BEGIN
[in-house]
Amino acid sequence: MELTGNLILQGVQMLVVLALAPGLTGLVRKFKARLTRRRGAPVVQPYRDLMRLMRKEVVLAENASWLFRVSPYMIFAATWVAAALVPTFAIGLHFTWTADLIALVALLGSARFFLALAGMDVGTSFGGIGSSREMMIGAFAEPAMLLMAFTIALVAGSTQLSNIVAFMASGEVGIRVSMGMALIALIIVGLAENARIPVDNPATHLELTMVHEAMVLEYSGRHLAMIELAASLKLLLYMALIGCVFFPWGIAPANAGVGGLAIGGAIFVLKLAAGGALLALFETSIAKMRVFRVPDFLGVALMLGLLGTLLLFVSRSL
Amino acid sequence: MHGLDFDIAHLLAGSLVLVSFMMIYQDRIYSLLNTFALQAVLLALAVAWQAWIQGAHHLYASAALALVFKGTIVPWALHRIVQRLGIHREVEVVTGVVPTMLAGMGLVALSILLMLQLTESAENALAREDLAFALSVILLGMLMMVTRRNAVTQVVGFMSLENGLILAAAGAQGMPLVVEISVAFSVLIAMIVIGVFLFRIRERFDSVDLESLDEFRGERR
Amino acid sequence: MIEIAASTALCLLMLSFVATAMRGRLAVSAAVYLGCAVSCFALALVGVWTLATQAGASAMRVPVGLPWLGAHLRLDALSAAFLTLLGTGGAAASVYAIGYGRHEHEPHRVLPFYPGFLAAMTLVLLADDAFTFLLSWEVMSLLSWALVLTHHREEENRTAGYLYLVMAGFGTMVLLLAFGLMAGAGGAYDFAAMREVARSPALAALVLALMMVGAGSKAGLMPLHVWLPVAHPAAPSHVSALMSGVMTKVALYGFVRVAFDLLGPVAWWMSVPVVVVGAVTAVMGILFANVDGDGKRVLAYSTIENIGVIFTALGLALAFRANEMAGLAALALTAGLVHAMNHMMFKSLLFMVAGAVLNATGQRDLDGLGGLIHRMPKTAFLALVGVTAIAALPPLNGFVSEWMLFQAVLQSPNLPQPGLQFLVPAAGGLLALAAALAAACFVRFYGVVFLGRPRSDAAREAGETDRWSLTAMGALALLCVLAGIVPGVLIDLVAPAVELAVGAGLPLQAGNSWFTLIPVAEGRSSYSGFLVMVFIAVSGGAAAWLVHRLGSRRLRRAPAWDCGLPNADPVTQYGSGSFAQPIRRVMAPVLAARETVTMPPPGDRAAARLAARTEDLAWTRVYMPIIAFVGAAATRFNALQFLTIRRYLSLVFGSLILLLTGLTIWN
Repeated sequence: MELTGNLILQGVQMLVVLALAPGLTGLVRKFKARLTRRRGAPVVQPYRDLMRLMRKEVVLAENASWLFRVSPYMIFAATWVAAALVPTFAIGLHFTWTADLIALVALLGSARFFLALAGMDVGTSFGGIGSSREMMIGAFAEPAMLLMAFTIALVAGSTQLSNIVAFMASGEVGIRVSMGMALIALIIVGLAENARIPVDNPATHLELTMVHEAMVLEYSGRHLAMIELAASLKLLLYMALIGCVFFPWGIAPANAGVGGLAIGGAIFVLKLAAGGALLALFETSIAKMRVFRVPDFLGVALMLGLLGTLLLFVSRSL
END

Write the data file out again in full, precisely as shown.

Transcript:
[in-house]
Amino acid sequence: MELTGNLILQGVQMLVVLALAPGLTGLVRKFKARLTRRRGAPVVQPYRDLMRLMRKEVVLAENASWLFRVSPYMIFAATWVAAALVPTFAIGLHFTWTADLIALVALLGSARFFLALAGMDVGTSFGGIGSSREMMIGAFAEPAMLLMAFTIALVAGSTQLSNIVAFMASGEVGIRVSMGMALIALIIVGLAENARIPVDNPATHLELTMVHEAMVLEYSGRHLAMIELAASLKLLLYMALIGCVFFPWGIAPANAGVGGLAIGGAIFVLKLAAGGALLALFETSIAKMRVFRVPDFLGVALMLGLLGTLLLFVSRSL
Amino acid sequence: MHGLDFDIAHLLAGSLVLVSFMMIYQDRIYSLLNTFALQAVLLALAVAWQAWIQGAHHLYASAALALVFKGTIVPWALHRIVQRLGIHREVEVVTGVVPTMLAGMGLVALSILLMLQLTESAENALAREDLAFALSVILLGMLMMVTRRNAVTQVVGFMSLENGLILAAAGAQGMPLVVEISVAFSVLIAMIVIGVFLFRIRERFDSVDLESLDEFRGERR
Amino acid sequence: MIEIAASTALCLLMLSFVATAMRGRLAVSAAVYLGCAVSCFALALVGVWTLATQAGASAMRVPVGLPWLGAHLRLDALSAAFLTLLGTGGAAASVYAIGYGRHEHEPHRVLPFYPGFLAAMTLVLLADDAFTFLLSWEVMSLLSWALVLTHHREEENRTAGYLYLVMAGFGTMVLLLAFGLMAGAGGAYDFAAMREVARSPALAALVLALMMVGAGSKAGLMPLHVWLPVAHPAAPSHVSALMSGVMTKVALYGFVRVAFDLLGPVAWWMSVPVVVVGAVTAVMGILFANVDGDGKRVLAYSTIENIGVIFTALGLALAFRANEMAGLAALALTAGLVHAMNHMMFKSLLFMVAGAVLNATGQRDLDGLGGLIHRMPKTAFLALVGVTAIAALPPLNGFVSEWMLFQAVLQSPNLPQPGLQFLVPAAGGLLALAAALAAACFVRFYGVVFLGRPRSDAAREAGETDRWSLTAMGALALLCVLAGIVPGVLIDLVAPAVELAVGAGLPLQAGNSWFTLIPVAEGRSSYSGFLVMVFIAVSGGAAAWLVHRLGSRRLRRAPAWDCGLPNADPVTQYGSGSFAQPIRRVMAPVLAARETVTMPPPGDRAAARLAARTEDLAWTRVYMPIIAFVGAAATRFNALQFLTIRRYLSLVFGSLILLLTGLTIWN
Repeated sequence: MELTGNLILQGVQMLVVLALAPGLTGLVRKFKARLTRRRGAPVVQPYRDLMRLMRKEVVLAENASWLFRVSPYMIFAATWVAAALVPTFAIGLHFTWTADLIALVALLGSARFFLALAGMDVGTSFGGIGSSREMMIGAFAEPAMLLMAFTIALVAGSTQLSNIVAFMASGEVGIRVSMGMALIALIIVGLAENARIPVDNPATHLELTMVHEAMVLEYSGRHLAMIELAASLKLLLYMALIGCVFFPWGIAPANAGVGGLAIGGAIFVLKLAAGGALLALFETSIAKMRVFRVPDFLGVALMLGLLGTLLLFVSRSL